Following a problem with the skin around my lips my acupuncturist performed bloodletting, pricking and bleeding. He explained that in Traditional Chinese Medicine certain parts of the body relate to other parts, for example, and in this instance, the knee and the mouth. He located a point beneath my knee and used a needle to gently let a small amount of blood. He did this on both knees, carefully dripping blood from beneath the patella, dabbing at this new mouth with some white gauze. He said this will remove heat and damp from my lips and the effects were almost instant.
Two mouths in my legs gently release heat and pressure from my body. The invisible limbs of speech, two new mouths but what do I say with them what can I say? Glacial thoughts extend towards the folds, the teeth removed, the gums touching each other. Everyone knows what blood tastes like.
When I came out to my parents at seventeen, I had the word ‘sorry’ running parallel to all my rehearsed sentences but was determined not to say it. In the heat of the saying that I was gay, and the rushed fighting of emotional response — knowing that my twin brother was in the other room 'just in case', as he said to me, ‘anything kicks off’ — my fingers folded back over my cuffs blotting my eyes with my sleeve, I was determined to not apologise.
I got caught out by my own rule almost immediately. In defence to the first responses from my parents I said I’m sorry if, and trailing off I corrected myself, no I’m not sorry, I’m not.
I’m not. I am. I declare. I use these words. I own them, I hold them. I carried this particular unsaid sentence with me, we carry them in our mouths. Grafted to our gums, unable to swallow. Years later I carry other sentences, so much longer than three words, coiled around my mouth several times in order to keep them.
Carrying in the mouth does two things. Firstly, it threatens to reveal itself, and you, by slipping out in various ways. This may be all of a sudden or slowly inching out or even attaching itself to other sounds, words and sighs. It is never not present in all other spoke words and sounds, everything else passes through that which is carried in the mouth. And because of this, carrying in the mouth does a second thing, it alters the sound of our voice. It unfolds as a tone gathered through our speech and others can hear this.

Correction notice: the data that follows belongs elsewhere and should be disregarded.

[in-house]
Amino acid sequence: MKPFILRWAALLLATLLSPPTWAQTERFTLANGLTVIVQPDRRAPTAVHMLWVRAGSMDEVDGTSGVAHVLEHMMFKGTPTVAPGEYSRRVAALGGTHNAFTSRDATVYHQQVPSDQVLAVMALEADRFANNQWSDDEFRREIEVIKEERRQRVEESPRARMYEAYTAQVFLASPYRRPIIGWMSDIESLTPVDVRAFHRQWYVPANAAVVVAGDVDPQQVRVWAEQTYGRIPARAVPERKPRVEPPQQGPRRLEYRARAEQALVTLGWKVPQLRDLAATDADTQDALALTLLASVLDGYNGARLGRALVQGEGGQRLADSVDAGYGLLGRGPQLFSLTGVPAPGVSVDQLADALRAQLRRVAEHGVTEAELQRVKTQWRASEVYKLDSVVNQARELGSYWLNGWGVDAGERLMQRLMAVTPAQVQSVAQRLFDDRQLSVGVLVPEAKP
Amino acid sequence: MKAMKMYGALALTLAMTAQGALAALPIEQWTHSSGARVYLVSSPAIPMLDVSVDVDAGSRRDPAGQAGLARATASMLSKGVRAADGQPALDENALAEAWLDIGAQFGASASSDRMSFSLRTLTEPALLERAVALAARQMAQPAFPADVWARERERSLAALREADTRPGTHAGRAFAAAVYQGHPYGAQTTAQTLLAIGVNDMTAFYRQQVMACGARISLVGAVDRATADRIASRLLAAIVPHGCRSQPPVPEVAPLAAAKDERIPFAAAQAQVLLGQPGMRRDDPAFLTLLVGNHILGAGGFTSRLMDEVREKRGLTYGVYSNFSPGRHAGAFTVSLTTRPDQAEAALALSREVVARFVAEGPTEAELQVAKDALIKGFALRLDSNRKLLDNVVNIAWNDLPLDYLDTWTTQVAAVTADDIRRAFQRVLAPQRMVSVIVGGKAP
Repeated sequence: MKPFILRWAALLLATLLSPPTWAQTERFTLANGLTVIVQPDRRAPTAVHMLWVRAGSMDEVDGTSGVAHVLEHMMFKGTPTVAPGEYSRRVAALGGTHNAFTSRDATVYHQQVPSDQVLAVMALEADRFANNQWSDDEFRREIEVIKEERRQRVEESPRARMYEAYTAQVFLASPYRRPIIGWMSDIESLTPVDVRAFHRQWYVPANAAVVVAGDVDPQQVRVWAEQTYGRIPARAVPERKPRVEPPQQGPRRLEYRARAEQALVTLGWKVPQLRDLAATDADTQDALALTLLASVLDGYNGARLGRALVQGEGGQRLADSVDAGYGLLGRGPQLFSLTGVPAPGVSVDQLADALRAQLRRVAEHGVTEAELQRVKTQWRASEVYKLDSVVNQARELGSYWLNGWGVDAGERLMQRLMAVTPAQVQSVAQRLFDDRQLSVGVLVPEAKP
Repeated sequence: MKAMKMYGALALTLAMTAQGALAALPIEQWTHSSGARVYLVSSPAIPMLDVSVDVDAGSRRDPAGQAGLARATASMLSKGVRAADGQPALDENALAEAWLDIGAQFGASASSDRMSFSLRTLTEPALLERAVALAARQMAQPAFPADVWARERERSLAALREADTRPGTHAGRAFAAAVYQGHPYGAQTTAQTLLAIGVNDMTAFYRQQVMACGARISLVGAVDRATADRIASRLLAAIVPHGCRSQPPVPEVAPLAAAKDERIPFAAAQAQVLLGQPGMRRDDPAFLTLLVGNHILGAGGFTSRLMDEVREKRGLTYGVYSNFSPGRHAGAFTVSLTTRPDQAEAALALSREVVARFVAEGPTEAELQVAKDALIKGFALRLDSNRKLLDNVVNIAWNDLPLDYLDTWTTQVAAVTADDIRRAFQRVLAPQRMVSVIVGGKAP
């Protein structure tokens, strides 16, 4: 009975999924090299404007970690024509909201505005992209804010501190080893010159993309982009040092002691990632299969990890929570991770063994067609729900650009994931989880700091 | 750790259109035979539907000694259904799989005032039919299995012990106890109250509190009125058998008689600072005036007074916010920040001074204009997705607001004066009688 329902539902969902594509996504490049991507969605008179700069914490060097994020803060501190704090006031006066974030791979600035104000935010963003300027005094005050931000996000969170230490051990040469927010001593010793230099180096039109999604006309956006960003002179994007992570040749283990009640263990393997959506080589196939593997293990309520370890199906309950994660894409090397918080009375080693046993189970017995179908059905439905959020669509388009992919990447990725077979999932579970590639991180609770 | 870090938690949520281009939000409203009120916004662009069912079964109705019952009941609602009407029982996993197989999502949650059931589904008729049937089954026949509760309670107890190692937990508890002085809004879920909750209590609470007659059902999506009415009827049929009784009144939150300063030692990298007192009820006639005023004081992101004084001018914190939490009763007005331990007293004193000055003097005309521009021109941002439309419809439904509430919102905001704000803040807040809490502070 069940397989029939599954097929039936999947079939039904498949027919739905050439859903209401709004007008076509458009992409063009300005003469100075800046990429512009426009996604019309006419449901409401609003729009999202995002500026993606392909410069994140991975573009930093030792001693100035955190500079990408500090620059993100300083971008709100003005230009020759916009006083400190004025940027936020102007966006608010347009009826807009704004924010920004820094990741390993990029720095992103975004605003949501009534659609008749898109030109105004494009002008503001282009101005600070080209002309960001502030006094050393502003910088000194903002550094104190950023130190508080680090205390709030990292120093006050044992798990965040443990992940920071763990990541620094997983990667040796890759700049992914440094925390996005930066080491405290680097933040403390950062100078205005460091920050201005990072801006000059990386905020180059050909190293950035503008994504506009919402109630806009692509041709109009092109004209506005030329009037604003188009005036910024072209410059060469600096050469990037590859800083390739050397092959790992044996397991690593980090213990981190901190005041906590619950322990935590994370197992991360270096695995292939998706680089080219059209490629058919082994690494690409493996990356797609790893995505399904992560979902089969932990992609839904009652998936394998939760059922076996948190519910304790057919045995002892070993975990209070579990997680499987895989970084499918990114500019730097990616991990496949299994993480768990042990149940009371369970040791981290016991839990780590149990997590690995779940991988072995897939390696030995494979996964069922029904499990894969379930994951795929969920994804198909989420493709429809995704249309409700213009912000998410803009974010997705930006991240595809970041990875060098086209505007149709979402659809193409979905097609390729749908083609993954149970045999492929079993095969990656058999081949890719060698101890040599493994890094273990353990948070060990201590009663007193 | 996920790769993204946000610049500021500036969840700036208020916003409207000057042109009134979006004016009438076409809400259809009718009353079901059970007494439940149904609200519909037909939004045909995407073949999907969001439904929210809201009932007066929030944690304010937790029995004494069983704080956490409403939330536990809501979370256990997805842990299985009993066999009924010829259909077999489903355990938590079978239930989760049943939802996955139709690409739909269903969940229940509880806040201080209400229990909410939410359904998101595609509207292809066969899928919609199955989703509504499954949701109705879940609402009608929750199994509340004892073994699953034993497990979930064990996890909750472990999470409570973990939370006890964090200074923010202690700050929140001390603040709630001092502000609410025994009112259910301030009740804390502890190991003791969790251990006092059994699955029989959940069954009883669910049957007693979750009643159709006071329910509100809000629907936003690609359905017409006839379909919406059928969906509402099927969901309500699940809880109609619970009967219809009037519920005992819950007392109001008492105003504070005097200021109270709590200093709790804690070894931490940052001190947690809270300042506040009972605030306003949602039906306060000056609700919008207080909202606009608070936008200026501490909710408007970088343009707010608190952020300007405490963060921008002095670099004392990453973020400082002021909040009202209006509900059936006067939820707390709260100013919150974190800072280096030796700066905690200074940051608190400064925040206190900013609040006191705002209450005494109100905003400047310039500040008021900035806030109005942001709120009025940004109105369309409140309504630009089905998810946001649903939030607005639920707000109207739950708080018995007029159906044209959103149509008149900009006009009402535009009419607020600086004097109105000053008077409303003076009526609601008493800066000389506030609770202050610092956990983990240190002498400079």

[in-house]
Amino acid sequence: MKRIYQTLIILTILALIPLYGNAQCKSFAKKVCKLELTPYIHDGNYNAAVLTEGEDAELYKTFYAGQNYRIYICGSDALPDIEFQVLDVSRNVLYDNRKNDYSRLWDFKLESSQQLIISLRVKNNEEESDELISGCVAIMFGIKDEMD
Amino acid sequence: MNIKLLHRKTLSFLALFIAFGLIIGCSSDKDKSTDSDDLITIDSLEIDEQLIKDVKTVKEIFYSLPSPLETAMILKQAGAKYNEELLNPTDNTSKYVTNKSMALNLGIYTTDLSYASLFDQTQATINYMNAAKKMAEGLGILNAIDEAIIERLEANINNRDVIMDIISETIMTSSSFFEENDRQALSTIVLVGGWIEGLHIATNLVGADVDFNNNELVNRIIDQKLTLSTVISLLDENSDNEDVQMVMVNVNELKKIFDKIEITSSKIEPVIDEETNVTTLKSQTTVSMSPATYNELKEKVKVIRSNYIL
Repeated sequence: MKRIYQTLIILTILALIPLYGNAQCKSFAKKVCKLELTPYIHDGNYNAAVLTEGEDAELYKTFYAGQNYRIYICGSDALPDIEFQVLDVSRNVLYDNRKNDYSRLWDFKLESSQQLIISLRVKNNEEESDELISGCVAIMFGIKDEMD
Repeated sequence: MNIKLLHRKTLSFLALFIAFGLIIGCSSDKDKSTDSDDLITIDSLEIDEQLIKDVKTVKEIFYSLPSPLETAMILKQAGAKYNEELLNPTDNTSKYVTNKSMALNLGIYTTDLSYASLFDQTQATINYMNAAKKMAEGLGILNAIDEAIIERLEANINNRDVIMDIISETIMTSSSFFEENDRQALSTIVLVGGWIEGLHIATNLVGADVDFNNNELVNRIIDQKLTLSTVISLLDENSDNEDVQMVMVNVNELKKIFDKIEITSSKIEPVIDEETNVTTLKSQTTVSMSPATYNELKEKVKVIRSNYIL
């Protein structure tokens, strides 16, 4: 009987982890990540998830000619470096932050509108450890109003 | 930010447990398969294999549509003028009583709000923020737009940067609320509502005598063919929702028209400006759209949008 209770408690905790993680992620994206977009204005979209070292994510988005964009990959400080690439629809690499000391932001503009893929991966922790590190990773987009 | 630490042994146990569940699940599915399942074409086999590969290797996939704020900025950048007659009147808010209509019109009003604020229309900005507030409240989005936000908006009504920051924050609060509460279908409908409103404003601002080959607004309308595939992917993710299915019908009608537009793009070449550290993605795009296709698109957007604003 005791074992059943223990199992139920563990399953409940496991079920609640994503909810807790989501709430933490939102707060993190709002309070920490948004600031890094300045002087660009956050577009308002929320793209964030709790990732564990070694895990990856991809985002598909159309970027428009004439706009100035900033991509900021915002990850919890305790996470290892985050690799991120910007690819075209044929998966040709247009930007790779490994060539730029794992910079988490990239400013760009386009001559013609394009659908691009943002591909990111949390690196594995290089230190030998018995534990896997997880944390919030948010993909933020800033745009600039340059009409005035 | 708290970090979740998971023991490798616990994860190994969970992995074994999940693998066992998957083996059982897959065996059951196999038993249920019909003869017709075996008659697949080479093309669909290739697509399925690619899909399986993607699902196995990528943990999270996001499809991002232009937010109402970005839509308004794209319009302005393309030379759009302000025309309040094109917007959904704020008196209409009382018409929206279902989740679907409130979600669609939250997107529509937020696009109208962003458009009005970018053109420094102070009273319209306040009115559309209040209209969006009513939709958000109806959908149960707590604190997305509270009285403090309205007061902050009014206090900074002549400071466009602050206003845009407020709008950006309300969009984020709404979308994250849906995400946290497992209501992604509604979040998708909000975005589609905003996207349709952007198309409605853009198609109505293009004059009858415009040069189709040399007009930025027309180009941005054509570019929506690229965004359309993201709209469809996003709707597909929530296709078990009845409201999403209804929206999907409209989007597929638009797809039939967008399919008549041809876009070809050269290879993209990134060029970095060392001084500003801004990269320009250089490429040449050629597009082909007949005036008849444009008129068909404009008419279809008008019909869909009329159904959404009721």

In many ways the things we carry in our mouths may be heard more than we like to admit. The sound of my voice exposed me so many times in adolescence, it could reveal me with only a single syllable or even a cough or ahem. The voice is a revelation; it has the ability to lay bare. Queer voices cut through unsafe spaces in curves. Queer voices spiral and raise with the heat of the breath carried up from the knees. Queer voices hold you.
If we cannot bring ourselves to speak then the things we carry can be practiced, or mouthed, or even spoken to oneself but this is different to hearing your own voice in the presence of others. There are many mouths inside your mouth, and they extend with and extend as sound, as tone, as stolon.
Planished, his voice produces a climate.
I like to call the throat the marshes and hold them in the palm of my hand, cambered like the hull of a ship. Everyone knows bloods taste. Saying is a ligature a cupping the ears.
Flushed as in flat, it binds me to the action, it does not loosen. The body is pressed, to the roof, until it feels nothing like a body. I am really trying to give light to a low planted seed, simply by opening my mouth. Pierced the guts. The climber, teacher, audio, discipline. Beneath a room with (loud) speakers coiled inside and my head is tilted back — vocal — but sourced from the underside of my chin. A quiet sound, scratches down to the waist until it feels like not having a body. Dry and wet.
Once I put my baby teeth, collected by my mam and given to me as a gift, I put them back, back into my adult mouth. The past and the present created an event, a gathering, an action. The impression of carrying in the mouth, something you can’t say and can’t put back.
Nathan Walker 2020
Photographer: Mika Elo
Note: The performance Fault was presented at Convocation: on expanded language-based practices curated by Emma Cocker, Cordula Daus and Lena Séraphin as part of Research Pavilion for 58th Venice Biennale 2019.